While The Glass Hotel offers a glimpse into the lives of the one per centers, the novel also examines the ripple effects of financial ruin on those without silver-spoon privilege, those who need to work in fancy hotels or on boats, who move invisibly through life because of their lower economic status. In particular, Mandel became fascinated with the inner workings of the shipping industry while researching the book, which she attributes to a childhood interest in secret worlds. (Miranda, one of the main characters in Station Eleven, is also a shipping executive.)
“We don’t really think about everything on and around us, you know? Our clothes, our carpet, the paint on the walls, whatever, as having arrived by ship,” Mandel says. “To take it a step further, we certainly don’t think about the people who piloted your breakfast cereal through the Panama Canal. There’s just something very opaque that I find interesting. We don’t think about things like shipping because we don’t have to.”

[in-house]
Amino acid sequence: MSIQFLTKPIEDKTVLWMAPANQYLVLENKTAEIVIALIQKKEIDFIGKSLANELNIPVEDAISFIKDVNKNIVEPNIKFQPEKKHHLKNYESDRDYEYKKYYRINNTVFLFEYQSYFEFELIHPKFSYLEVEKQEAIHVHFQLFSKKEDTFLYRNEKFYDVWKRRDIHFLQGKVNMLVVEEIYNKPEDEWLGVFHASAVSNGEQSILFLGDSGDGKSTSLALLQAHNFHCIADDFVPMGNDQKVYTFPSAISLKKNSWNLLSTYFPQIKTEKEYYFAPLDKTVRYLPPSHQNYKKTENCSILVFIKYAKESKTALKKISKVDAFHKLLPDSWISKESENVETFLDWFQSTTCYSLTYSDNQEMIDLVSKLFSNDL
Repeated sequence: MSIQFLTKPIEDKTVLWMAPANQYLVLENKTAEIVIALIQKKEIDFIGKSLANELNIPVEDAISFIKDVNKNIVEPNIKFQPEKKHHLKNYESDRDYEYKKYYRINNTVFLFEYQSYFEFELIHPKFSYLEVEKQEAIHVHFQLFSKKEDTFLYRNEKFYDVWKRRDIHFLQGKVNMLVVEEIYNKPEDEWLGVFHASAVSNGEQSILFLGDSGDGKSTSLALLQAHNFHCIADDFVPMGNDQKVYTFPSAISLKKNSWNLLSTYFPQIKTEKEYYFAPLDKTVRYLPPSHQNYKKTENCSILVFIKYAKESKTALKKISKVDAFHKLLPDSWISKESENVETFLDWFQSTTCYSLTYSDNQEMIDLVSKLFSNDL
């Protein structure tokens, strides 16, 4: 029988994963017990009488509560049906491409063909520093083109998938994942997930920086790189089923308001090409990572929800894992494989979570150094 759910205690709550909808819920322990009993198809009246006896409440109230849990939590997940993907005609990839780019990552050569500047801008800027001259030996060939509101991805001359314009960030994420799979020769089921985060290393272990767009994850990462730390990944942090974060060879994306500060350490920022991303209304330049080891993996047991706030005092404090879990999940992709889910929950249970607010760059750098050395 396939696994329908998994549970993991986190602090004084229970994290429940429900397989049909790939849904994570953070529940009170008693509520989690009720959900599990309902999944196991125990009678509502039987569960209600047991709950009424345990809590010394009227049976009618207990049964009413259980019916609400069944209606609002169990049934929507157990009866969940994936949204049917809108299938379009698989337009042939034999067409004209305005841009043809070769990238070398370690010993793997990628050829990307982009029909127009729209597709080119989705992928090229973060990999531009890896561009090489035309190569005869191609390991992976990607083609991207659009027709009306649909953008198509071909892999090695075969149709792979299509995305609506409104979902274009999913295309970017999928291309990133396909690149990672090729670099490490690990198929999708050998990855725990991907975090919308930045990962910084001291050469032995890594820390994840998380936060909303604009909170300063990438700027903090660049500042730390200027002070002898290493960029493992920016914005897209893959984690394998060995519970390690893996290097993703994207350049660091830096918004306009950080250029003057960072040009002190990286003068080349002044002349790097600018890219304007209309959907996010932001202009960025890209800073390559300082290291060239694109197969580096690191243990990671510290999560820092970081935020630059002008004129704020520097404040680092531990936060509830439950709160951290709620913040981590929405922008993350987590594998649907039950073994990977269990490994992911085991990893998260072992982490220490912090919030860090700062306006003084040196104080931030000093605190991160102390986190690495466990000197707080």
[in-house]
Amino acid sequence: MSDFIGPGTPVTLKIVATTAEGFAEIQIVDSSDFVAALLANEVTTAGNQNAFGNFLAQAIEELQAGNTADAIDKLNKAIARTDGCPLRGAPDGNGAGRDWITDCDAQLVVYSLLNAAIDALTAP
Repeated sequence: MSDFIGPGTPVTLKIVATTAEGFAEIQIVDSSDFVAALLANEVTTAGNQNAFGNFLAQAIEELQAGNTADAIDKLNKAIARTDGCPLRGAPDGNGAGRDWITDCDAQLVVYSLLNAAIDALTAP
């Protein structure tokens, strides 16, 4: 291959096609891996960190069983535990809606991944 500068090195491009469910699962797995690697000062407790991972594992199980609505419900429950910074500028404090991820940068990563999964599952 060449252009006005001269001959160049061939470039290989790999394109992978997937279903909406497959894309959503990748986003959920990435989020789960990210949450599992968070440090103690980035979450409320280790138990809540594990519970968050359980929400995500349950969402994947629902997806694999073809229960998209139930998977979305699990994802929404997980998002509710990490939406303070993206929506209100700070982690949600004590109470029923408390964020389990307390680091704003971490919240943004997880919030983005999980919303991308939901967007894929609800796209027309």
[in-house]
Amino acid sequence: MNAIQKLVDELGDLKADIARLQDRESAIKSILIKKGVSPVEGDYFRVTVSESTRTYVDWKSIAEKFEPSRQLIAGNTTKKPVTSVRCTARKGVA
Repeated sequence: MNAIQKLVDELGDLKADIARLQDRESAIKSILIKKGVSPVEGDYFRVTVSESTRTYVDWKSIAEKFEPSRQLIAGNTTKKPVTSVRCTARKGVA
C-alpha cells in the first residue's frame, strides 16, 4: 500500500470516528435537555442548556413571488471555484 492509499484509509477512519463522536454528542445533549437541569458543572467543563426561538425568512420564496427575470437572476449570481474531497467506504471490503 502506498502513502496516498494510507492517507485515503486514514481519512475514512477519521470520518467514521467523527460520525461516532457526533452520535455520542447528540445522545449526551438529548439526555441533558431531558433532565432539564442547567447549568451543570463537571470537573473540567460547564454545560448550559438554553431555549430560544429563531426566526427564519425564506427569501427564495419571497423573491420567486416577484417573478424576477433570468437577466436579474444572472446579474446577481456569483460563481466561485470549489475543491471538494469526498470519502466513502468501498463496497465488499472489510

Mandel found the perfect way to distract herself from her own thoughts leading up to the publication of The Glass Hotel. She is playing tourist in another world as she writes the pilot for the forthcoming television series adaptation of Station Eleven, a fact that should please fans who have been asking for a sequel.
“I did feel a lot of pressure with The Glass Hotel. Not from my publishers – just this generalized feeling of trying to match something that I’ve done before,” says Mandel, who has been travelling back and forth to Los Angeles while working on the script. “I’m totally caught up in the TV stuff. It’s been great working in a new form. I love writing novels, but after five it was fun to try something new for a few months.”
Photography by Landon Speers